Faces with a rosy glow, whether the look is achieved by nature or skillfully applied make-up, appear healthy and attractive. Researchers in Scotland found that rosy, healthy-looking skin was easily achieved by eating more fruits and vegetables daily for six weeks. The rosy glow was most likely due to carotenoids, the pigmented antioxidants, found in fruits and vegetables.
Carotenoids and skin
The yellow and red colors of fruits and vegetables are due to carotenoids. Carotenoids are a large group of antioxidants that are found in vegetables, such as tomatoes, peppers, and carrots, and in fruits, such as plums, peaches, and mangoes. After eating carotenoid-rich food, the carotenoids are absorbed by the intestine and eventually become distributed to all skin layers, contributing to the skin's pigmentation. As strong antioxidants, carotenoids have many health effects. Antioxidants fight the harmful oxidative stress produced by the body's metabolism, immune and inflammatory processes. Skin is especially susceptible to oxidative stress because of exposure to UV radiation, smoking, ozone and pollutants in the atmosphere.
Researchers measured the change in pigmentation in 35 students (the majority were women) over a six week period after increasing their intake of fruits and vegetables. Anyone who tanned or used make-up was excluded. Using spectrophotometric methods, changes in skin color and reflectiveness were measured initially, at three weeks, and at six weeks. In a psychological experiment, other students were asked to rate the health and attractiveness of facial images with increasing color changes equivalent to changes caused by eating fruits and vegetables.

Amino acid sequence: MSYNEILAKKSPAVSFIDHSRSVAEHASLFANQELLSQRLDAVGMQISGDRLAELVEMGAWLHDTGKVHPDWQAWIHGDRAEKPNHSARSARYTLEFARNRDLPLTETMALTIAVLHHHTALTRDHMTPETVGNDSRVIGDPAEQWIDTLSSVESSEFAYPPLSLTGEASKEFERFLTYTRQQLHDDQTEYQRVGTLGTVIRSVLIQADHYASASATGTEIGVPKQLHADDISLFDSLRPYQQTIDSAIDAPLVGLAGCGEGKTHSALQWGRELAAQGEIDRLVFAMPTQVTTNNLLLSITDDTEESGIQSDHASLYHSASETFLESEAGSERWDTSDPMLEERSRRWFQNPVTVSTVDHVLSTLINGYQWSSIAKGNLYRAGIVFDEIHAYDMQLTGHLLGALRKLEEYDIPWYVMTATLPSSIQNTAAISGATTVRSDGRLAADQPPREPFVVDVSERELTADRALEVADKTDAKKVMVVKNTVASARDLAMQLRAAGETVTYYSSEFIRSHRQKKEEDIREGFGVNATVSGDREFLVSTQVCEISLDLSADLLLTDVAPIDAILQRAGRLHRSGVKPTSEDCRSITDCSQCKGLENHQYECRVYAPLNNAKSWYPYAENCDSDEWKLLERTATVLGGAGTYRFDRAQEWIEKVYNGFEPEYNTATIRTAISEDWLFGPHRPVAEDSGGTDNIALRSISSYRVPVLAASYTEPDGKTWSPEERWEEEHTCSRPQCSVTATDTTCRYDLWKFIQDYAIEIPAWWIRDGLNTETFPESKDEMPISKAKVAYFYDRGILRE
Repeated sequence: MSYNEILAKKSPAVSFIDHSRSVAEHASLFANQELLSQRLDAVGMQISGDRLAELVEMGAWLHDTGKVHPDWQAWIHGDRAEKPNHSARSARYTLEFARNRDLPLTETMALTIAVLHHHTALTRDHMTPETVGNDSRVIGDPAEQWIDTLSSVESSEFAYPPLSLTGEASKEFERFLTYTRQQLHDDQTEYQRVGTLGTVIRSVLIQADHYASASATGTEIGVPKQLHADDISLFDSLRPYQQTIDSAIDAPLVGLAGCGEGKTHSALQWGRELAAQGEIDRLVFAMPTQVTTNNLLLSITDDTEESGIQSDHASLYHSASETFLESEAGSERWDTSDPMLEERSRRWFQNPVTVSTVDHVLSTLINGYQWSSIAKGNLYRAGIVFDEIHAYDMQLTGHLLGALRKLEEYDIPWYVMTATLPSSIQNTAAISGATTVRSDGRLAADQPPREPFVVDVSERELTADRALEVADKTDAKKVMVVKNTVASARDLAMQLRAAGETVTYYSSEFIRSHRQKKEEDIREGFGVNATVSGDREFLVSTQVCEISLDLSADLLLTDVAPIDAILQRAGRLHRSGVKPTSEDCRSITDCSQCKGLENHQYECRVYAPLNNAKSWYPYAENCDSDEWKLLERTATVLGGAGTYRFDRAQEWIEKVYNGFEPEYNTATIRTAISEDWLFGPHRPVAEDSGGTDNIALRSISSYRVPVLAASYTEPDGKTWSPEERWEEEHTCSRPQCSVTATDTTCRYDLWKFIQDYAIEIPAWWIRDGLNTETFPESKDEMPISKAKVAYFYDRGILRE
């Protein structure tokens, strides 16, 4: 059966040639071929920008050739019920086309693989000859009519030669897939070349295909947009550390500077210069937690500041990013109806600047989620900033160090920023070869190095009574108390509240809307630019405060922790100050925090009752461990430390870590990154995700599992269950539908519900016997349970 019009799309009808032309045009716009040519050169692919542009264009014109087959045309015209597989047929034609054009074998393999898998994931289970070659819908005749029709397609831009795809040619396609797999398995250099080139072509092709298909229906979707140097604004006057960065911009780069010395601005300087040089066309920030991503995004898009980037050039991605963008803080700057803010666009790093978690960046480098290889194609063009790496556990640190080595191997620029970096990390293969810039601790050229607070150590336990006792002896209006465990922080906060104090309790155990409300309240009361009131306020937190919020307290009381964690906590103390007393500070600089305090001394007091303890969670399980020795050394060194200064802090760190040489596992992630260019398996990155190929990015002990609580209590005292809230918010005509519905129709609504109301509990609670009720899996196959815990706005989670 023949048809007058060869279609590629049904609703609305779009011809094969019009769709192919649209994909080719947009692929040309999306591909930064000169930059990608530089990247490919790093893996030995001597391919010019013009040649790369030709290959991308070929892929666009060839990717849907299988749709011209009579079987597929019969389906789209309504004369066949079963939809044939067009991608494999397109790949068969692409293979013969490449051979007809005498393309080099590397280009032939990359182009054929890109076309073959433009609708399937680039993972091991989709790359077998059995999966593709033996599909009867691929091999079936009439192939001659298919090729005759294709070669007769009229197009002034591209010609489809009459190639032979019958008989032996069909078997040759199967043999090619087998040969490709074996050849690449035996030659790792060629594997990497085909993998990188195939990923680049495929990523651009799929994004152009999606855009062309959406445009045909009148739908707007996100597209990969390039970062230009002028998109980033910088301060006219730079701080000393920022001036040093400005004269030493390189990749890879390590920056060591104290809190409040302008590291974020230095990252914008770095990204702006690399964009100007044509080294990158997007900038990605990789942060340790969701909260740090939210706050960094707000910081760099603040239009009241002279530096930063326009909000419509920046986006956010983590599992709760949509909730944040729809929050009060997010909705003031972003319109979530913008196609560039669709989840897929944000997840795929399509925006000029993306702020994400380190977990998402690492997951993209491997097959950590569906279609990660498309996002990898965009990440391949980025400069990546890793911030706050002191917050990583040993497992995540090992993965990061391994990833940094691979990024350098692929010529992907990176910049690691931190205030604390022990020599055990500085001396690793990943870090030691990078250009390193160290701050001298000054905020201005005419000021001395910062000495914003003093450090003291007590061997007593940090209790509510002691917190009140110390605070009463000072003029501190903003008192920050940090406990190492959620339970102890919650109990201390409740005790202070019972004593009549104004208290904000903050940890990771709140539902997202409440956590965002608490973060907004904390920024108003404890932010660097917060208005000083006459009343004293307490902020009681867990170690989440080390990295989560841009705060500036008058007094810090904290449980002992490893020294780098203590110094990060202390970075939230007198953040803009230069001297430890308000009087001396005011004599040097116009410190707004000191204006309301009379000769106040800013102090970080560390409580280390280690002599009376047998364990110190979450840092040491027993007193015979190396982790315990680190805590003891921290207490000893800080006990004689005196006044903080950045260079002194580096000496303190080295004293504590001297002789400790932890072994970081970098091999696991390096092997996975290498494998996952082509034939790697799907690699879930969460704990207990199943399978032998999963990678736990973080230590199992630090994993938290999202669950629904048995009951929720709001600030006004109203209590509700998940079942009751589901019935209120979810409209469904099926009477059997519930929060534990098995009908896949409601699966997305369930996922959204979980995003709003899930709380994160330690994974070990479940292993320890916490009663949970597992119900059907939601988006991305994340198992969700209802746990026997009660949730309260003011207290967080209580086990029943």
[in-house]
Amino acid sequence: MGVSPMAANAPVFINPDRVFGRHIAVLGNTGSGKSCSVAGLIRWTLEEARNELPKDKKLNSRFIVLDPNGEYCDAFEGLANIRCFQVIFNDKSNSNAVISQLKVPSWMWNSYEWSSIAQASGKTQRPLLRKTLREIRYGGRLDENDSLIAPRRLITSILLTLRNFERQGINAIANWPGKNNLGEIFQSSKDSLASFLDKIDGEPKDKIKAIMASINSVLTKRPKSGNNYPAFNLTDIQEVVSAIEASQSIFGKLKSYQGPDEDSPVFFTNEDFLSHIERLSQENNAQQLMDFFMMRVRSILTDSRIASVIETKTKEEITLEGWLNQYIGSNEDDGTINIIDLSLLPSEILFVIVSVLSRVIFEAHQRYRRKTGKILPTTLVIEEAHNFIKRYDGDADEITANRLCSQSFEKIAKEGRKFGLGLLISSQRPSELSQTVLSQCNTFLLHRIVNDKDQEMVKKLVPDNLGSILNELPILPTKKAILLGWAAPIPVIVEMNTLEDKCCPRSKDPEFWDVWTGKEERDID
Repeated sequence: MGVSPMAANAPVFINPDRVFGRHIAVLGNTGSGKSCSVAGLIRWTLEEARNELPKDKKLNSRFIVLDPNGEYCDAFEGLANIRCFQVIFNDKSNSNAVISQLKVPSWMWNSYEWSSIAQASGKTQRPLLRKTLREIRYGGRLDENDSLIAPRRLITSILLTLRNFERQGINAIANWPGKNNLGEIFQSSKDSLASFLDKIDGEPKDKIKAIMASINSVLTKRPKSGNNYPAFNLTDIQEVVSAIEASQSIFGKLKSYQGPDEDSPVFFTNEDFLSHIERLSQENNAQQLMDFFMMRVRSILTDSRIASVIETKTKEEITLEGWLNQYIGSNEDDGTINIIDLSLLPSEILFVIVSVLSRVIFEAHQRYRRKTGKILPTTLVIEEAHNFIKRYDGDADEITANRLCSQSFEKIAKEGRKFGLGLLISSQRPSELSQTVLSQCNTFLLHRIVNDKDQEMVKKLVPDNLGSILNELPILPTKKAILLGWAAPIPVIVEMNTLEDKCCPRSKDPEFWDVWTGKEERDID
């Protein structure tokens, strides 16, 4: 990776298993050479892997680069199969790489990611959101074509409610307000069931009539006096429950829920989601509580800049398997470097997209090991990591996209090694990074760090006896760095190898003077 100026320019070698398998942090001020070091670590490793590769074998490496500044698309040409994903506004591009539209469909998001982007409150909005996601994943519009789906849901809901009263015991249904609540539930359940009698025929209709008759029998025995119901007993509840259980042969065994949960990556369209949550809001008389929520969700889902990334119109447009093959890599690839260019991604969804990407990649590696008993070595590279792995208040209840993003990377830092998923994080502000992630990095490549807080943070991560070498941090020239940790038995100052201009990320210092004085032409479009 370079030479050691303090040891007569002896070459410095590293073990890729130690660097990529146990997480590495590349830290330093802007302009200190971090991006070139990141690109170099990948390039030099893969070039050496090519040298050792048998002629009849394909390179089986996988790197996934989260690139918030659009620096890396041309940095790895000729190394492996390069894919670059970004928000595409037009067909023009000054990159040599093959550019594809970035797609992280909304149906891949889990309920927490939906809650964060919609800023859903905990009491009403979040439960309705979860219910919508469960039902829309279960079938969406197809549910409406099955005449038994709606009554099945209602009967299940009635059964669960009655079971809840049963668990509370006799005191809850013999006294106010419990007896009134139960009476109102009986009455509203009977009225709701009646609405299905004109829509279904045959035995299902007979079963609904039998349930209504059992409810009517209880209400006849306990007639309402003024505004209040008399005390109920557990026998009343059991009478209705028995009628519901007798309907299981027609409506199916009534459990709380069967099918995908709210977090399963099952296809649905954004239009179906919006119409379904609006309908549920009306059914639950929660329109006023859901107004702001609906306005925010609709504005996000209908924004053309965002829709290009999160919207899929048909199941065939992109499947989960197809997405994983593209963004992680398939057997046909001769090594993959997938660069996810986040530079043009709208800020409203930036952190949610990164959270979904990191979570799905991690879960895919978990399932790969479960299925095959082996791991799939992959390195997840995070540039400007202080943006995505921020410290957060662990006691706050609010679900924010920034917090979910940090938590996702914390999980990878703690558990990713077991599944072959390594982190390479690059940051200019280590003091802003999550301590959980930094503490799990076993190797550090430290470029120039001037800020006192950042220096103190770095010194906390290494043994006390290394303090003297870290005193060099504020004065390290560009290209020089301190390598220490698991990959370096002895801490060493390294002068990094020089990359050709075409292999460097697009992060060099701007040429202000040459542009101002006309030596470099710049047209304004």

Time frame for rosy glow
Carotenoids are fat-soluble substances and when extracted from the intestines will take up residence in all layers of the skin. The researchers found that it takes some time before extra servings of fruit and vegetables impact the color of the skin. They noticed significant color changes at six weeks, but not at three weeks.
How many servings of fruit or vegetables are effective?
Laboratory methods could detect color changes even with only one extra daily serving of fruits or vegetables, but to achieve the perception by others that the skin looked healthy and attractive required an increase of two to three daily servings of fruits and vegetables.
What constitutes a serving of fruits and vegetables?
The U.S. Department of Agriculture defines a serving of fruits and vegetables as either:
- · One medium piece of fruit such as an apple
- · One half cup of berries or diced fruit
- · One quarter cup of dried fruit
- · Six ounces of juice
- · One half cup of raw or cooked vegetables
- · One cup of leafy vegetables.
Serving sizes are only approximate measures.
Considerations and precautions
All participants in the study were light-skinned. Carotenoid color changes may differ in darker-skinned people. Some carotenoids, such as beta-carotene, also help to generate vitamin A in the body. Vitamin A is important for eye and skin health, but in very high concentrations has detrimental effects. My aunt was fond of telling the story of a man, who went on a "carrot diet" and how his skin turned dark yellow and he became very sick.
Whitehead, R.D. et al. You are what you eat: Within-subject increases in fruit and vegetable consumption confer beneficial skin-color changes. PLoS One (2012) 10.1371/journal.pone.0032988